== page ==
Anna Calvi

We chat to Anna Calvi about exploring desire, community & gender on new album 'Hunter' - an absolute battle standard of masterfully subversive guitar pop.

  • By Alex Rusted
  • 31 Aug 2018
  • min read
Desire, community, gender. Anna Calvi’s latest album Hunter is a compelling statement of honesty and reaches an absolute zenith of how entertaining an artist can be while addressing cultural and societal issues.

Calvi describes the album to be ‘exploring a more subversive sexuality, which goes further than what is expected of a woman in our patriarchal heteronormative society.’

And as a battle standard for feminist ideals and for those challenging gender norms, Hunter certainly does the trick. It stomps and screams with primal energy and chugs through an hour of masterfully subversive guitar pop.

Produced by Nick Launay (Nick Cave, Grinderman) at Konk Studios in London, the record was a chance for the BRIT Award and double Mercury Prize-nominated songwriter to bare her soul in a gorgeously cathartic and theatrical release.

Musically, Calvi exhibits a captivating stylistic diversity and adaptability, embracing both the darkest and lightest elements of her sonic aesthetic in sequence throughout the release. Shout, shuffle, swoon – this is a record that could evoke all manner of responses.

We caught up with her to talk about the new record and find out a little bit more about the release and the artist that dreamt it up…

What does the album format mean to you?

It’s the main way I grew up consuming music. As an artist, the album is the most creatively enriching thing you can ever do. It’s like a slow-motion snapshot of the state of mind that a music maker experiences when they’re making it.

One song is a much smaller microcosm of that – the album lets you explore different themes and really go deep into a subject. It’s far harder to do it with just one song.

What’s your take on the digital age we’re living in when it comes to music?

The fact you can have access any music you want is really amazing. It’s incredible to have this huge treasure chest where you can go anywhere inside it. Creatively, I think it’s helpful too. Whenever you feel like you want to hear a certain artist, you can find it instantly without having to go anywhere else.

In terms of your own music, ‘The Hunter’ is your latest album. What have you learned about the creative process work with this latest release?

Simplicity is often the best route to finding something that sounds honest – it’s one thing I’m still learning but I certainly learned from creating this record. Being clearer about intention is also a big thing, it’s really a mark of success for me and if a song works or not is.

It’s not about whether someone will like it or not as you can’t control that. But making sure the intent of what you’re trying to achieve is clear. Then I think that’s a successful outcome.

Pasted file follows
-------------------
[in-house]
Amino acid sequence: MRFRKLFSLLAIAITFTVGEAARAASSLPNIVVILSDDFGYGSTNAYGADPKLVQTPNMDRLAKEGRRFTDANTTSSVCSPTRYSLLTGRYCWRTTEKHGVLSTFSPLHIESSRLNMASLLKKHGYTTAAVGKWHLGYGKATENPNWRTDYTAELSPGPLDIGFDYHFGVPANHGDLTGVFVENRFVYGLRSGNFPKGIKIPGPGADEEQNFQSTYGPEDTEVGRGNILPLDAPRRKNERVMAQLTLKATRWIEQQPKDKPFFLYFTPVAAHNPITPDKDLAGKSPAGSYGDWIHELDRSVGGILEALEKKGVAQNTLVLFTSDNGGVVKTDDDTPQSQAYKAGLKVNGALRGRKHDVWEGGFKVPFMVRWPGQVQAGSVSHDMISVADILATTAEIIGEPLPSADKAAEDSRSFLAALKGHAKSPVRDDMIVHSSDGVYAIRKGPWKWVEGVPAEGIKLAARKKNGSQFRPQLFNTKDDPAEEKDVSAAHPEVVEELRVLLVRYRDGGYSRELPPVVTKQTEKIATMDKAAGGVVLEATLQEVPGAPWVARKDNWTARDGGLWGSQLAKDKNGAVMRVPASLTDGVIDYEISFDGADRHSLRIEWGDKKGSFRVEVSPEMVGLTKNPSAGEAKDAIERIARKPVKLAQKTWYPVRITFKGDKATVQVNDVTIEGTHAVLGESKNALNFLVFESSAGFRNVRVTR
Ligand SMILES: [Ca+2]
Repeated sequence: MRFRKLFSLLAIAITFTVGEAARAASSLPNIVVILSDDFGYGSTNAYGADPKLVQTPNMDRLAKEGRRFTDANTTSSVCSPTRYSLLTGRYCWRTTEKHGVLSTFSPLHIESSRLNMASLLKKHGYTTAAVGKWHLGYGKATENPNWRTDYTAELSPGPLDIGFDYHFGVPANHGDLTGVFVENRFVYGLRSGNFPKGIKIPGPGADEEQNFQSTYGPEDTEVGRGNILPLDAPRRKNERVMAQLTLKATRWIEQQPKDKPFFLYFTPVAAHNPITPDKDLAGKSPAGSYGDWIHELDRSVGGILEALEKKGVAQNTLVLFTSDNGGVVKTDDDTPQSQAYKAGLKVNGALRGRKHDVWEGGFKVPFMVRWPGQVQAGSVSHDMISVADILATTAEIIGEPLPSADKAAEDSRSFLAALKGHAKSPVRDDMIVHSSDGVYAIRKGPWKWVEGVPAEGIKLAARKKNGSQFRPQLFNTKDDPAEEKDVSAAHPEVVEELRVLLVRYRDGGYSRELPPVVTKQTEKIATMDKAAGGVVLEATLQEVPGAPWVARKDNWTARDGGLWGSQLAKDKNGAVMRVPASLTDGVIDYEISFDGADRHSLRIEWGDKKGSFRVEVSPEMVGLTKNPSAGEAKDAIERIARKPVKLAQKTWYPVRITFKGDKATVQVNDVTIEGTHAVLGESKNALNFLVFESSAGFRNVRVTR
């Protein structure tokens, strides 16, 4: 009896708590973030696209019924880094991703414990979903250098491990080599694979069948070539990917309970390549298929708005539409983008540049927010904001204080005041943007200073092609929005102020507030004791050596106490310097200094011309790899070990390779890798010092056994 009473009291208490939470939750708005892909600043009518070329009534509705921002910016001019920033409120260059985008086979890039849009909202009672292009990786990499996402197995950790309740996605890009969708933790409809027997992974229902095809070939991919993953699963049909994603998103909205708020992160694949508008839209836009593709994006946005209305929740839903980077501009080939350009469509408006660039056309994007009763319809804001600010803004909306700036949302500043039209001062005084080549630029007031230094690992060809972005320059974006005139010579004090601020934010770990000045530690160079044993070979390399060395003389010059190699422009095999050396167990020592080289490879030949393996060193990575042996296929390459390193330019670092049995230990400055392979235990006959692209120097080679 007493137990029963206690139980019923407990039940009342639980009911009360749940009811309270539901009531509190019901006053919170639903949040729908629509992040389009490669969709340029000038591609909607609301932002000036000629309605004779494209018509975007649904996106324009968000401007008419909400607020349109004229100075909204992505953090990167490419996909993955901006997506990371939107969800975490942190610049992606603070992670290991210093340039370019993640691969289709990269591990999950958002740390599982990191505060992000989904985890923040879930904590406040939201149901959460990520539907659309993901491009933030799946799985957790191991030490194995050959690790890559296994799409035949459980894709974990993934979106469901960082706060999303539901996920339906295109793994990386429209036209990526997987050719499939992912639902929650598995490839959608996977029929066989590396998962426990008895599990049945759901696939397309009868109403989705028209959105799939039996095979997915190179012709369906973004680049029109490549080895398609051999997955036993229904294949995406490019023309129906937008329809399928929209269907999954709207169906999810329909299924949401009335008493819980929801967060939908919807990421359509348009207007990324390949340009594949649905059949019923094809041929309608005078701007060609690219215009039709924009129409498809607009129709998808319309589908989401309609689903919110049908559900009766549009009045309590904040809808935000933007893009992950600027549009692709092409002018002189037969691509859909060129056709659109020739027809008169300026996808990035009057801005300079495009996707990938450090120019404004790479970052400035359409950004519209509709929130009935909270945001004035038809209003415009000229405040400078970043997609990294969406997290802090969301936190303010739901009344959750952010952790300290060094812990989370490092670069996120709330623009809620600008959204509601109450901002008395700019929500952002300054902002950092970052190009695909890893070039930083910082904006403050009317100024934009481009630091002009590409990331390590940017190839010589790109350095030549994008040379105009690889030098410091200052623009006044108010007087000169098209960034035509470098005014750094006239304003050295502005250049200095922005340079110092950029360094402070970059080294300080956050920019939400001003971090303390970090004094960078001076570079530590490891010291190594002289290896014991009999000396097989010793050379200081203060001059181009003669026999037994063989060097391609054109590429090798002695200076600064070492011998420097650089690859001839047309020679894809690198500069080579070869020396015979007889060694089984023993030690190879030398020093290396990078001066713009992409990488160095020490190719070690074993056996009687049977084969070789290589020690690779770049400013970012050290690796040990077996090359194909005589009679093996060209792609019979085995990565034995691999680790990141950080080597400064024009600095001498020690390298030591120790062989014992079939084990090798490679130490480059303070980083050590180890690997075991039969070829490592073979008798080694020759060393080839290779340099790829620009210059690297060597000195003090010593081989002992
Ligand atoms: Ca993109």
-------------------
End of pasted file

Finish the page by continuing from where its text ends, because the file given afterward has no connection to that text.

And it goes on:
There’s a lot of anticipation about this new record - is it daunting or exciting for you?

It’s certainly a bit of both – it’s been a while since I’ve released a record, there’s a big tour ahead of us – and it’s been a little while since this has happened – but on the whole, I’m excited.

What’s ‘The Hunter’ about? And where did the themes come from?

It was written over a couple of years - and I found myself writing about what I’m always thinking and talking about.

This album allowed me to write about what I’m always thinking and talking about, exploring themes around the restrictions of being made to perform your gender even if it doesn’t necessarily feel a part of your character. I think about this a lot and it makes sense for it to come out in my music – when I noticed it, I went with it as it’s an interesting thing to explore.

Gender conformity definitely seems to be featuring in more cultural conversations.

It’s a great thing and about time too – it’s interesting that there are more voices being heard and that can only make for better art – we need to see view points from all different kinds of people rather than the lucky type of person who always gets their voice heard.

How has the wider political landscape fed into your music?

You can’t really be an artist and not have a political stance or be affected by what’s going on.  Being creative is about exploring what’s happening in the world or yourself in relation to the world and making your own interpretation of that – especially now, in such a critical time, it’s the job of the artist to work through this and try and make sense of it.

Are you optimistic about the future?

Not overly – I guess, I feel there are good and bad things happening simultaneously – my biggest fear is how climate change fuels scapegoating of different people, increases racism and inequality – whenever there’s an economic downturn, people always scapegoat those who are different – and in that way it feels like a potentially scary future.

In terms of the music industry – has that changed for the better since you’ve been a part of it?

Journalists have certainly changed. I’ve noticed less questions that I wonder why they’re asking me - so with the first record, I got a lot of ‘how does it feel to be a woman playing guitar?’ I’ve had none of that this time round which must be a marker of how things have changed. So, it certainly feels like things are in a better place.

Have you any advice for aspiring artists?

Make sure your vision is water tight, see it through and take it as far as you can possibly can so no one can pick it apart and tell you to it differently. That’s the best way to be original and the best way to not have people mess with you and your music…